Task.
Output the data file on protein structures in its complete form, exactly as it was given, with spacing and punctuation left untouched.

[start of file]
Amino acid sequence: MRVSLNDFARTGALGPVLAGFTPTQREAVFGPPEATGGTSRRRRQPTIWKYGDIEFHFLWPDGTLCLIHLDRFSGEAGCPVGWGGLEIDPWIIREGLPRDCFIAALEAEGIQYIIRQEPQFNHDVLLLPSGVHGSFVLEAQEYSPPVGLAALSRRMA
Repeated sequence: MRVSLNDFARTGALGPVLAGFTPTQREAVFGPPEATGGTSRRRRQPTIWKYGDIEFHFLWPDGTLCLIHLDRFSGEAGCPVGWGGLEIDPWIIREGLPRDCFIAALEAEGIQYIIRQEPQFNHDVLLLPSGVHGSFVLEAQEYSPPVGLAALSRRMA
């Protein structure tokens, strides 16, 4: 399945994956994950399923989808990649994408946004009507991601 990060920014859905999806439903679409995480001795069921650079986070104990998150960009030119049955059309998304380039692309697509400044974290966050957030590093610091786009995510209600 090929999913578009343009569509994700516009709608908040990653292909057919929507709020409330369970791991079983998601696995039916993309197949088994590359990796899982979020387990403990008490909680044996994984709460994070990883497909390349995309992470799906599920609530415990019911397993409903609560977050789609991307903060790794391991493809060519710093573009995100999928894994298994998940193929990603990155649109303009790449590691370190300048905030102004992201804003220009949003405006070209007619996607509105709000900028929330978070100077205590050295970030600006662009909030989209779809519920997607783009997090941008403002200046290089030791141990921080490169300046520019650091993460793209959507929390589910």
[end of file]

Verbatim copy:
Amino acid sequence: MRVSLNDFARTGALGPVLAGFTPTQREAVFGPPEATGGTSRRRRQPTIWKYGDIEFHFLWPDGTLCLIHLDRFSGEAGCPVGWGGLEIDPWIIREGLPRDCFIAALEAEGIQYIIRQEPQFNHDVLLLPSGVHGSFVLEAQEYSPPVGLAALSRRMA
Repeated sequence: MRVSLNDFARTGALGPVLAGFTPTQREAVFGPPEATGGTSRRRRQPTIWKYGDIEFHFLWPDGTLCLIHLDRFSGEAGCPVGWGGLEIDPWIIREGLPRDCFIAALEAEGIQYIIRQEPQFNHDVLLLPSGVHGSFVLEAQEYSPPVGLAALSRRMA
């Protein structure tokens, strides 16, 4: 399945994956994950399923989808990649994408946004009507991601 990060920014859905999806439903679409995480001795069921650079986070104990998150960009030119049955059309998304380039692309697509400044974290966050957030590093610091786009995510209600 090929999913578009343009569509994700516009709608908040990653292909057919929507709020409330369970791991079983998601696995039916993309197949088994590359990796899982979020387990403990008490909680044996994984709460994070990883497909390349995309992470799906599920609530415990019911397993409903609560977050789609991307903060790794391991493809060519710093573009995100999928894994298994998940193929990603990155649109303009790449590691370190300048905030102004992201804003220009949003405006070209007619996607509105709000900028929330978070100077205590050295970030600006662009909030989209779809519920997607783009997090941008403002200046290089030791141990921080490169300046520019650091993460793209959507929390589910």